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  1. In the last decade diets low in carbohydrates and high in protein have become very popular with athletes and those wishing to lose weight.[1] [2] Perhaps the most famous of these high protein, low carbohydrate diets is the Atkins diet.[1] [3]  In normal diets, carbohydrates contained in food are converted into glucose (sugar), which is then transported around the body where it is used as a source of energy. Glucose is particularly important in  fueling the brain, and tight regulation of glucose metabolism is crucial for brain function.[4] If there is very little carbohydrate in the diet, the liver ‘makes up’ for this lack of energy by converting fats from the diet, or stored within the body, into fatty acids and ketone bodies.[5] Ketone bodies pass into the brain and replace glucose as an energy source.[5] Elevated levels of these ketone bodies in the blood is known as ketosis,[6] which has been shown to reduce the frequency of epileptic seizures, and “ketogenic” low carbohydrate diets are therefore used to treat epilepsy in children.[7]  As low carbohydrate diets force the body to burn fats rather than carbohydrates by inducing a ketogenic metabolism, this can lead to rapid weight loss[1] and improvements in cholesterol and lipid levels.[8] This is thought to also be related to the appetite suppressing action of the diet, as the high protein-content maintains feelings of ‘fullness’, reducing spontaneous food intake and decreasing overall energy intake. However ketosis can also have negative side effects, including nausea, fatigue and weakness, headache, irritability, bad or sweet-smelling breath and dehydration.[9] Diets low in carbohydrate have also been shown to impair athletic performance and endurance, despite their popularity in athletes.[10]  The Atkins program is broken down into four phases (detailed on the diet’s website[11]): Induction: Food choices are limited, focusing on protein, fat, and vegetables that are low in carbohydrates and not ‘starchy’. Protein and fat can be consumed as desired, but no more than 20g of carbohydrate can be consumed per day. Ongoing weight loss: Carbohydrate intake is gradually increased, as is food variety. Monitoring of weight and ‘carbohydrate tolerance’ is used to determine a target amount of carbohydrates to be included in the diet moving forwards. Pre-maintenance: To be started when the dieter is approximately 10lb above target weight. The carbohydrate component of the diet is gradually increased, by 10g per week. Maintenance: Once the optimum carbohydrate intake has been determined, the diet is continued indefinitely, Compared with a standard low-calorie, low-fat diet, people on the Atkins diet lose more weight in the short term (6 months) and also show improved cholesterol levels.[1] At 12 months, however,  both diets show comparable results.[1] In addition to rapid weight loss, research also suggests that people on an “Eco-Atkins” diet, which contains foods rich in vegetable fat and protein, will benefit from reduced risk factors for cardiovascular and metabolic diseases, compared to those whose diets are rich in animal fat and protein.[12] [13]  The Atkins diet has been controversial during its 40-year life span, and it is still unclear how the high amounts of animal protein and fat in the Atkins diet affect long-term health. So if you’re considering a low carbohydrate diet, perhaps you should wonder why in four decades, the Atkins diet is yet to reveal clear benefits, and perhaps consider simply reducing calorie intake and increasing your levels of exercise.   [1] Astrup, A, Meinert Larsen, T, Harper, A. (2004) Atkins and other low-carbohydrate diets: hoax or an effective tool for weight loss? Lancet. 364(9437). 897-9. [2] Cook, CM, Haub, MD. (2007). Low-carbohydrate diets and performance. Curr Sports Med Rep. 6(4). 225-9. [3] Rollo, I. (2003) Understanding the implications of adopting the Atkin’s diet. Nurs Times. 99(43). 20-1. [4] Mergenthaler, P, Lindauer, U, Dienel, GA, Meisel, A. (2013) Sugar for the brain: the role of glucose in physiological and pathological brain function. Trends Neurosci. 36(10). 587-97. [5] Manninen, AH. (2004) Metabolic effects of the very-low-carbohydrate diets: misunderstood “villains” of human metabolism. J Int Soc Sports Nutr. 1(2). 7-11. [6] Kesl, SL, Poff, AM, Ward, NP, Fiorelli, TN, Ari, C, van Putten, AJ, Sherwood, JW, Arnold, P, D’Agostino, DP. (2016) Effects of exogenous ketone supplementation on blood ketone, glucose, triglyceride, and lipoprotein levels in Sprague–Dawley rats. Nutr Metab. 13(9). [epub] doi: 10.1186/s12986-016-0069-y [7] Kossoff, EH, McGrogan, JR, Bluml, RM, Pillas, DJ, Rubenstein, JE, Vining, EP. (2006) A modified Atkins diet is effective for the treatment of intractable pediatric epilepsy. Epilepsia. 47(2). 421-4. [8] Westman, EC, Mavropoulos, J, Yancy, WS, Volek, JS. (2003) A review of low-carbohydrate ketogenic diets. Curr Atheroscler Rev. 5(6). 476-83. [9] The Ohio State University (2008) High protein/ Low carbohydrate diets. Retrieved May 2016 from, https://patienteducation.osumc.edu/Documents/high-pro.pdf [10] Pendergast, DR, Leddy, JJ, Venkatraman, JT. (2000) A perspective on fat intake in athletes. J Am Coll Nutr. 19(3). 345-50. [11] The Atkins Diet (2016) The new atkins diet. Retrieved May 2016 from, http://uk.atkins.com/new-atkins/ [12] Jenkins, DJ, Wong, JM, Kendall, CW, Esfahani, A, Ng, VW, Leong, TC, Faulkner, DA, Vidgen, E, Greaves, KA, Paul, G, Singer, W. (2009) The effect of a plant-based low-carbohydrate ("Eco-Atkins") diet on body weight and blood lipid concentrations in hyperlipidemic subjects. Arch Intern Med. 169(11). 1046-54. [13] Jenkins, DJ, Wong, JM, Kendall, CW, Esfahani, A, Ng, VW, Leong, TC, Faulkner, DA, Vidgen, E, Paul, G, Mukherjea, R, Krul, ES,Singer, W. (2014) Effect of a 6-month vegan low-carbohydrate ('Eco-Atkins') diet on cardiovascular risk factors and body weight in hyperlipidaemic adults: a randomised controlled trial. BMJ Open. 4(2). e003505.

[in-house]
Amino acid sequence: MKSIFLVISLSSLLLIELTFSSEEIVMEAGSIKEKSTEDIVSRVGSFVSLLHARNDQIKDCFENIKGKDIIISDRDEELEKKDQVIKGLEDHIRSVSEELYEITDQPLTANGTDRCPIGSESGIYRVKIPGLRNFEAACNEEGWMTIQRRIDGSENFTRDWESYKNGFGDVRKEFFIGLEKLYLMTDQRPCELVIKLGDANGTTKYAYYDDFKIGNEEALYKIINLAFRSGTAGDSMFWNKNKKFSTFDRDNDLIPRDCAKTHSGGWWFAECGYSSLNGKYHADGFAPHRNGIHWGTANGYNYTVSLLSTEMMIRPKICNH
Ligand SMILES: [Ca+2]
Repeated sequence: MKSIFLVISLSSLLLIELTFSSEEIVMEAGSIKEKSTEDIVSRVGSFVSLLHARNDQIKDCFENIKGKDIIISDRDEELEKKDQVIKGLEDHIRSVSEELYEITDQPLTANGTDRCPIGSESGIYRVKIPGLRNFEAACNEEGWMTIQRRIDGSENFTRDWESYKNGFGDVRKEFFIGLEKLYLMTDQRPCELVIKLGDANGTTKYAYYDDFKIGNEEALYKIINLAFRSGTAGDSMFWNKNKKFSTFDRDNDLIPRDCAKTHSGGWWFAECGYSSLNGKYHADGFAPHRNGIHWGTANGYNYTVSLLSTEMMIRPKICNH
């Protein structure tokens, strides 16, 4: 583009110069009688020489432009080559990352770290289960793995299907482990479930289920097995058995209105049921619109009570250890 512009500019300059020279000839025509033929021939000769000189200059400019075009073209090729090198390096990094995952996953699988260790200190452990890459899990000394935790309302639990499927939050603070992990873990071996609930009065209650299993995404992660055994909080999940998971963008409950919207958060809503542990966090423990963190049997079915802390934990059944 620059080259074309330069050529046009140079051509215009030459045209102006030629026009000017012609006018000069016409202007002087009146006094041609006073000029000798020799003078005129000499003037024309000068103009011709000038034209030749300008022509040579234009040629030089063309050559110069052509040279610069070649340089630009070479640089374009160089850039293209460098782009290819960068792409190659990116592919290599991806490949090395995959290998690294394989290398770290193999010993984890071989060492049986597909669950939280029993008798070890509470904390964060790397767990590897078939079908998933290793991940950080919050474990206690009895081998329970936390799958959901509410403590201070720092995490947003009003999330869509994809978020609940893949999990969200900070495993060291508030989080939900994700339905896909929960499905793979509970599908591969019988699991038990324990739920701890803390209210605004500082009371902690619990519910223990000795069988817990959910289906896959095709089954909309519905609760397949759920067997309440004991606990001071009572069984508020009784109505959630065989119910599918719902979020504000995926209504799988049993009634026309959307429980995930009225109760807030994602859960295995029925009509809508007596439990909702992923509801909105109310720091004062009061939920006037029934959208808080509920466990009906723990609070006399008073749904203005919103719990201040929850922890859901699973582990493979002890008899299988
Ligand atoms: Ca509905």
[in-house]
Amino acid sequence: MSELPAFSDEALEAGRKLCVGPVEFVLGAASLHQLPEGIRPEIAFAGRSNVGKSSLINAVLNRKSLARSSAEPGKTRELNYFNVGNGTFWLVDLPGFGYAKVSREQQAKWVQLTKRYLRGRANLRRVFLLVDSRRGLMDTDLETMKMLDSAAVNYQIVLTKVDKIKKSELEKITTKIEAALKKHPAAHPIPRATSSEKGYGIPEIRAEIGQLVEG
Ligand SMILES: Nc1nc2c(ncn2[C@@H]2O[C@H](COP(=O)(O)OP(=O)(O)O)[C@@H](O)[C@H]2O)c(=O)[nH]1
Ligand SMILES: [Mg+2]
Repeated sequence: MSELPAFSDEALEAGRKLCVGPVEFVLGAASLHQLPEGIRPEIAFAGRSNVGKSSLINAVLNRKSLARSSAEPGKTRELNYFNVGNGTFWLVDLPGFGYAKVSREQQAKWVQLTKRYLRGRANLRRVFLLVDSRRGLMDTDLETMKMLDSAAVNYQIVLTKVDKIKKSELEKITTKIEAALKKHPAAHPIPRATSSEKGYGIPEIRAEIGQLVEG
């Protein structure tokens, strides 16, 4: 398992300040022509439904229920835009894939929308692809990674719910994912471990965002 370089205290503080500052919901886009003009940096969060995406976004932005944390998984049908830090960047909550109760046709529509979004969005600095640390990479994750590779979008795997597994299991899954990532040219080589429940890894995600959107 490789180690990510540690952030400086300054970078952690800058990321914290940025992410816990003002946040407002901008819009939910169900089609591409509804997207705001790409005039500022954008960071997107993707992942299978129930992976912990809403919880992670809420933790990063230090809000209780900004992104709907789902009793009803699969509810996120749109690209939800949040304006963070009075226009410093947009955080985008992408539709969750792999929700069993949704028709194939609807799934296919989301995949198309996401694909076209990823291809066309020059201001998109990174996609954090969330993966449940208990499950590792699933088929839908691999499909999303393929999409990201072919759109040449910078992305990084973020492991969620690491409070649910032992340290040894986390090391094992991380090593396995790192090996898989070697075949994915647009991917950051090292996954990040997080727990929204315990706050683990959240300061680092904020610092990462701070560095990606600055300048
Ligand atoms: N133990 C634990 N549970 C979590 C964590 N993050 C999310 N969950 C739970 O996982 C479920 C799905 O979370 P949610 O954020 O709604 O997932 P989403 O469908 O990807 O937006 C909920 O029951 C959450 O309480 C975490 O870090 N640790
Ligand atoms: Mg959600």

2. Gain weight by going 'diet'

    What is healthy diet Sweeteners, used as sugar replacements, are compounds that are so intensely sweet that only a little is needed to replace a larger amount of sugar. They are available in two forms: natural sweeteners of plant origin and synthetic, artificial sweeteners. Natural sweeteners include glycyrrhizin, thaumatins, rabaudioside, stevioside, monellin, perillaldehyde and osladin.[1] Another natural product, miraculin, is not actually sweet, but transforms our perception of sour taste into sweet taste.[1] Artificial, or synthesised, sweeteners include aspartame, saccharin, acesulfame K and sucralose.[1] Among all sweeteners, artificial sweeteners are consider the worst for us, as they are thought to impact on our health, despite artificially sweetened products often being advertised as “diet” alternatives thanks to their reduced calorie content. This ‘diet’ label comes from old studies that showed artificially sweetened products can assist in weight loss and weight maintenance.[2] However, although sweeteners provide intense sweetness with minimal or no calories, studies suggest that they may actually increase appetite.[1] This can actually lead to increased carbohydrate cravings, boosting the inclination to overindulge.[3] [4] Some studies have also showed that artificially sweetened drinks are linked with an increased incidence of Type 2 Diabetes, although no causal link was identified.[5] One study of 3,682 individuals examined the long-term (7-8 year) relationship between ‘diet’ drink consumption and body weight.[6] Even after adjusting for other weight-gain risk factors (such as exercise and diet), results showed that those who regularly consumed ‘diet’ drinks had a 47% higher BMI increase across the follow-up period than those who did not. Another recent study that followed 474 diet soda drinkers for nearly 10 years, found that their waists grew 70% more than the waists of non-diet soda drinkers. In addition, those who drank two or more diet sodas per day had, on average, nearly 4 times the  increase in waist size during the 10 year study period compared to non-diet soda drinkers.[7] These effects are thought to potentially stem from the way that artificial sweeteners and sugar affect the brain. By providing sweetness without any calories, it is thought that consumption of artificial sweeteners can cause us to crave other sweet foods and drinks, which can contribute to excess calorie consumption. This is because artificial sweeteners provide less ‘sweetness satisfaction’, and actually reduce the ‘reward’ obtained when going on to consume actual sugar.[4] This means that, not only does the artificial sweetener not fully satisfy sweetness cravings, it also reduces how rewarding actual sugar is, and thus more is ingested. This is further supported by results from a study at the University of California, San Diego, in which volunteers underwent functional MRI scans as they took small sips of water sweetened with sugar or sucralose. Sugar activated regions of the brain involved in food reward, while sucralose didn’t.[8] In addition to these effects on carbohydrate cravings and weight gain, reports also suggest an association between the consumption of aspartame, a widely used artificial sweetener, and neurological and behavioural reactions.[9] Furthermore, aspartame has also been shown to have the potential to induce serious adverse reactions, including seizures.[10] Thus when trying to be healthy, opting for ‘diet’ options may not be the quick fix it first seems. Not only can artificial sweeteners cause numerous health problems, they can also actively contribute to weight gain, increased BMI and the development of type 2 diabetes. These sweeteners are therefore perhaps not so sweet after all.   [1] Sardesai, VM. & Waldshan, TH. (1991) Natural and synthetic intense sweeteners. J Nutr Biochem. 2(5). 236-44. [2] Bellisle, F. & Drewnowski, A. (2007)  Intense sweeteners, energy intake and the control of body weight. Eur J Clin Nutr. 61(6). 691-700. [3] Rudenga, KJ. & Small. DM. (2012) Amygdala response to sucrose consumption is inversely related to artificial sweetener use. Appetite. 58(2). 504-7. [4] Yang, Q. (2010) Gain weight by “going diet?” Artificial sweeteners and the neurobiology of sugar cravings. Yale J Biol Med. 83(2). 101-8. [5] Fagherazzi, G. et al. (2013). Consumption of artificially and sugar-sweetened beverages and incident type 2 diabetes in the Etude Epidemiologique aupres des femmes de la Mutuelle Generale de l'Education Nationale-European Prospective Investigation into Cancer and Nutrition cohort. Am J Clin Nutr. 97(3). 517-23. [6] Fowler, SP. et al. (2008) Fueling the obesity epidemic? Artificially sweetened beverage use and long-term weight gain. Obesity (Silver Spring). 16(8). 1894-900. [7] Fowler, RP. et al. (2015) Diet soda intake is associated with long-term increases in waist circumference in a biethnic cohort of older adults: the San Antonio Longitudinal Study of Aging. J Am Geriatr Soc. 63(4). 708-15 [8] Frank, GK. et al. (2008) Sucrose activates human taste pathways differently from artificial sweetener. Neuroimage. 39(4). 1559-69. [9] Lindseth, GN. et al. (2014) Neurobehavioural effects of aspartame consumption. Res Nurs Health. 37(3). 185-93. [10] Maher, TJ. & Wurtman, RJ. (1987) Possible neurologic effects of aspartame, a widely used food additive. Environ Health Perspect. 75. 53-7.